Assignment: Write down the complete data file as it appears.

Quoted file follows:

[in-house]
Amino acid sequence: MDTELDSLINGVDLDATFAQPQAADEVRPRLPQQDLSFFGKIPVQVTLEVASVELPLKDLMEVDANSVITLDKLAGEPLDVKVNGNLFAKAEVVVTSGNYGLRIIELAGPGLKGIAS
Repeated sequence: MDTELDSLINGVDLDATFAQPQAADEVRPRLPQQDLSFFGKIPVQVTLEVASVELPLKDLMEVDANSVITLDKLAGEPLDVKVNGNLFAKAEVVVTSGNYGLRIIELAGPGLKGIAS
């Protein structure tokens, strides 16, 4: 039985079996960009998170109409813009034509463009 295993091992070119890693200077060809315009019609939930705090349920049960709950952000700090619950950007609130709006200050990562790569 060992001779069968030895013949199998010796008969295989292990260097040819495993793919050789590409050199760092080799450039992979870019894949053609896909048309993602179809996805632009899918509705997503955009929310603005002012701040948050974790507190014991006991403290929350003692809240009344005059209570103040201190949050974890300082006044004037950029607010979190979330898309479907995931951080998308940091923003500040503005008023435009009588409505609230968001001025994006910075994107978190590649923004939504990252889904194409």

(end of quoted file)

[in-house]
Amino acid sequence: MDTELDSLINGVDLDATFAQPQAADEVRPRLPQQDLSFFGKIPVQVTLEVASVELPLKDLMEVDANSVITLDKLAGEPLDVKVNGNLFAKAEVVVTSGNYGLRIIELAGPGLKGIAS
Repeated sequence: MDTELDSLINGVDLDATFAQPQAADEVRPRLPQQDLSFFGKIPVQVTLEVASVELPLKDLMEVDANSVITLDKLAGEPLDVKVNGNLFAKAEVVVTSGNYGLRIIELAGPGLKGIAS
């Protein structure tokens, strides 16, 4: 039985079996960009998170109409813009034509463009 295993091992070119890693200077060809315009019609939930705090349920049960709950952000700090619950950007609130709006200050990562790569 060992001779069968030895013949199998010796008969295989292990260097040819495993793919050789590409050199760092080799450039992979870019894949053609896909048309993602179809996805632009899918509705997503955009929310603005002012701040948050974790507190014991006991403290929350003692809240009344005059209570103040201190949050974890300082006044004037950029607010979190979330898309479907995931951080998308940091923003500040503005008023435009009588409505609230968001001025994006910075994107978190590649923004939504990252889904194409």